Here's How to Check If a Bitcoin Address Is a Scam
With the rapid rise in the number of bitcoin scams, there are easy ways to check if a bitcoin address has been reported as being used by scammers, such as in fake bitcoin giveaways. You can also easily report any bitcoin address associated with a scam.
Check the ‘Bitcoin Abuse’ Database
The number of bitcoin scams has been rapidly rising. Many of them ask people to send bitcoin to the addresses they provide, such as bitcoin giveaway scams that promise to double the amount of bitcoin you send. The great Twitter hack last week, for example, had many high-profile accounts tweet about fake bitcoin giveaways.
Before sending your bitcoin to an address, you can check to see if that address has been reported as one being used in a scam. Bitcoin Abuse is a popular website with a public database of bitcoin addresses used by hackers and criminals. You can look up a bitcoin address, report a scam address, and monitor addresses reported by others.
If the bitcoin address you are searching on the site has been reported by others, the site will display information, such as the number of times the address has been reported, the last report date and time, the total amount of bitcoin it has received, and the number of transactions. There will also be a link to Blockchain.info for you to track the transactions for the address. The site will also display all the reports filed on the address.
Bitcoin Abuse’s entry for bc1qxy2kgdygjrsqtzq2n0yrf2493p83kkfjhx0wlh, a BTC address used in the great Twitter hack’s bitcoin giveaway scam.
The Bitcoin Abuse website also provides some statistics on the number of bitcoin scams reported. At press time, there have been 156 reports in the last day, 989 in the last week, and 4,112 in the last month.
Bitcoin Abuse’s chart of how many reports it received in the past 30 days.
Check With ‘Scam Alert’
Another website where you can easily look up a bitcoin address is Scam Alert, a recently-launched platform created by blockchain tracking and analytics provider Whale Alert. The site explains that its “mission is to make blockchain safer to use for everyone by exposing scammers and other criminals who abuse it.” Users are encouraged to “Report scams, thefts and fraudulent websites involving any blockchain or cryptocurrency.”
When inputting an address that has been reported as one used by scammers, the site will immediately pop up a message that reads: “Confirmed scam … This address has been confirmed by Scam Alert as a scam. Do not send any payments to this address.”
You can also view the scam report on the address that shows information such as a description of the scam, any associated websites, the number of times it has been reported, and the lifetime earnings of the address in U.S. dollars.
Scam Alert’s entry for bc1qxy2kgdygjrsqtzq2n0yrf2493p83kkfjhx0wlh.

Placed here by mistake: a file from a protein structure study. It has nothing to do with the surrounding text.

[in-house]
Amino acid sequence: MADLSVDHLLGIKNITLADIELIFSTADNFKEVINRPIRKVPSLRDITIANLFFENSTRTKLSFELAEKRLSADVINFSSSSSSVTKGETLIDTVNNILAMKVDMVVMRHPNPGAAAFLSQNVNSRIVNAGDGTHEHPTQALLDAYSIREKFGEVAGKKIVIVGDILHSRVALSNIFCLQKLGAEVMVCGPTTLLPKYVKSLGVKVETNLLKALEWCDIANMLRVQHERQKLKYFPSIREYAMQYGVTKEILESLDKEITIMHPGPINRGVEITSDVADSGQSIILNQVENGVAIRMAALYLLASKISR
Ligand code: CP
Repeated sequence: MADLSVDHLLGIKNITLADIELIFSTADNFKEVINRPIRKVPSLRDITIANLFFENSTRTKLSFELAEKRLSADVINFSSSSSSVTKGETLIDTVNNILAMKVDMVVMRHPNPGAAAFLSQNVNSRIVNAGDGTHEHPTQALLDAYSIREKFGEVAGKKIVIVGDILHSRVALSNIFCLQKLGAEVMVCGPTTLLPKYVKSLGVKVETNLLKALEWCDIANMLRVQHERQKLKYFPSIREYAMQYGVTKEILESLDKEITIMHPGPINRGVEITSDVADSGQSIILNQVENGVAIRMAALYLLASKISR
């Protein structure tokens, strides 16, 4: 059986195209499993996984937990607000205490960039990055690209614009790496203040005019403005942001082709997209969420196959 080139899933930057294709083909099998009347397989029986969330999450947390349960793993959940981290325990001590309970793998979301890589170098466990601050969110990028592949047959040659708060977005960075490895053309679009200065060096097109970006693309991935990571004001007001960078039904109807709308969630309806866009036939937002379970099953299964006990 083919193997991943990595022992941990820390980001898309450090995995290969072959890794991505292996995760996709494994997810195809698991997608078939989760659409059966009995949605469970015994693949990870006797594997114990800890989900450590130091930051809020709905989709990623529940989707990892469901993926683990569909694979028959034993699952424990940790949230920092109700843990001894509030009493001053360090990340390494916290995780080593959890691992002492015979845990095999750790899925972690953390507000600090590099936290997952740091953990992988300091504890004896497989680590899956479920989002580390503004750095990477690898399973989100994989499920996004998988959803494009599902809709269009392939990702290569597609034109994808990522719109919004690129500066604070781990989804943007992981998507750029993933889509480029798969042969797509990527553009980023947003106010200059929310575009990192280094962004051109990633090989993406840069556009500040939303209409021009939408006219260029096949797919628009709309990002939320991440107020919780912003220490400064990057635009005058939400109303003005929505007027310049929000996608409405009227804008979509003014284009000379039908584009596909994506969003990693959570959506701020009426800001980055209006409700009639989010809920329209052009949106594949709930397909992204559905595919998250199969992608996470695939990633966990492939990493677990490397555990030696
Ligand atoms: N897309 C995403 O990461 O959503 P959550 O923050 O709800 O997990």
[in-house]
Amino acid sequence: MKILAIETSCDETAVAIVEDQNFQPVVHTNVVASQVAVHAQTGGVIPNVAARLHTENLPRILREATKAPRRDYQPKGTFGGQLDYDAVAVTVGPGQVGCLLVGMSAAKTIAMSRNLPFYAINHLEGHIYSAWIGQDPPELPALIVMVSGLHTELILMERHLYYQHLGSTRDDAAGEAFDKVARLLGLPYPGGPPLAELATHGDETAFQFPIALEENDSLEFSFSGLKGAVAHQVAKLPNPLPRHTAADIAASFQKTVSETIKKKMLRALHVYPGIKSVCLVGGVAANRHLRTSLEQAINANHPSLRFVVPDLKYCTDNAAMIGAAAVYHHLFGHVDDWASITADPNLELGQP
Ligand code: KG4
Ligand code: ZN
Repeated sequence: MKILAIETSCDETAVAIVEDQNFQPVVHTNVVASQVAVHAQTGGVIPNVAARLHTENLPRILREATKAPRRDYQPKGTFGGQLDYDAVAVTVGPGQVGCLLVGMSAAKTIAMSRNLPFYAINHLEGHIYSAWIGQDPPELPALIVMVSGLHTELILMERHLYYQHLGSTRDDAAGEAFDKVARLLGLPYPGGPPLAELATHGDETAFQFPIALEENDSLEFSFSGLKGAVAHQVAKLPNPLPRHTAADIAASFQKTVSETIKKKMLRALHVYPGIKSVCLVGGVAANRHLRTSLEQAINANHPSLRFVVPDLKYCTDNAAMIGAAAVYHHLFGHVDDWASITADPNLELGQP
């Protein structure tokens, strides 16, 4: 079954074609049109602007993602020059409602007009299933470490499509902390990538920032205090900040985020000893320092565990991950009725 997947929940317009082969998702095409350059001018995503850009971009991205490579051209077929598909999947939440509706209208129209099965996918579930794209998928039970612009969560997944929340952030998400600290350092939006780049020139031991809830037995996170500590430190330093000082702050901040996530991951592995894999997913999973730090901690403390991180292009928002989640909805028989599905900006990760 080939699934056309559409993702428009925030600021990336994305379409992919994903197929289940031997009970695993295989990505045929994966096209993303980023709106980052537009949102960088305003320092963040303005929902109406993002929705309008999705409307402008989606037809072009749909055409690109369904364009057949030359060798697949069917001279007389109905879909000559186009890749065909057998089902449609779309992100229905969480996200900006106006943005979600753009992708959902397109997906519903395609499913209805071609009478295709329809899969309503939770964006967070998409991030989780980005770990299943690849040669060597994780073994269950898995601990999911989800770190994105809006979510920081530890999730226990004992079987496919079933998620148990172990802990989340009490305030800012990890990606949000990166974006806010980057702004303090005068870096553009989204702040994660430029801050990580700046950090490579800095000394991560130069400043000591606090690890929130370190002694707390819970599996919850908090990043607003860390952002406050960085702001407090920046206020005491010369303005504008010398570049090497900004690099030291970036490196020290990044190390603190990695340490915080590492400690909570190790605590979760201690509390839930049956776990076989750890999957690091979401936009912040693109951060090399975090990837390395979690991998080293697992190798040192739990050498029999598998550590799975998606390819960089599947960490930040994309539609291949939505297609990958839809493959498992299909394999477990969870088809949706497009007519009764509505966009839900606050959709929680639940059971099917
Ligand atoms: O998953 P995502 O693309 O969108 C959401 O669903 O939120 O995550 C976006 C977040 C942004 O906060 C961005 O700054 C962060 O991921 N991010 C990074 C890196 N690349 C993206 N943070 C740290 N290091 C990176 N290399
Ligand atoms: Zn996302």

The Scam Alert website also provides some useful information about different types of crypto scams, such as sextortion, ransomware, Ponzi schemes, giveaways, dark web, and theft. It offers some basic scam prevention advice, such as “don’t trust anyone” and “verify.” The site’s list of the top 10 scam addresses shows that the most successful scams based on funds received are Ponzi schemes, fake exchanges, and fake bitcoin giveaways.
Youtube also has plenty of bitcoin scams, particularly fake giveaways, both in videos and ads. Scammers would claim that famous people are giving away bitcoin, such as Spacex and Tesla CEO Elon Musk, Microsoft founder Bill Gates, Virgin Galactic chairman Chamath Palihapitiya, and Amazon CEO Jeff Bezos. The fake Elon Musk BTC giveaway is one of the most successful bitcoin scams, having raked in millions of dollars.
Before last week’s Twitter hack, Whale Alert reported on July 10 that is had “been able to confirm 38 million US dollar in bitcoin alone stolen by scammers over the past 4 years (excluding Ponzi schemes, which are a billion-dollar industry on their own), 24 million of which during the first 6 months of 2020.”
There are many other schemes aimed at tricking you to send them your bitcoin. As news.Bitcoin.com previously reported, they include Bitcoin Trader, Bitcoin Revolution, Bitcoin Evolution, Moon Bitcoin Live, Bitcoin Loophole, Bitcoin Superstar, and Bitcoin Era. There are also plenty of bitcoin email scams. Many of them may even look legit, well-ranked by Google, with paid reviews on legitimate websites, such as the Associated Press. However, you are not likely to see any bitcoin returned if you send them your coins. One scam even leaked personal data of 250,00 people from 20 countries. Take caution and do your research before sending bitcoin to anyone.
What do you think about all these scams? Let us know in the comments section below.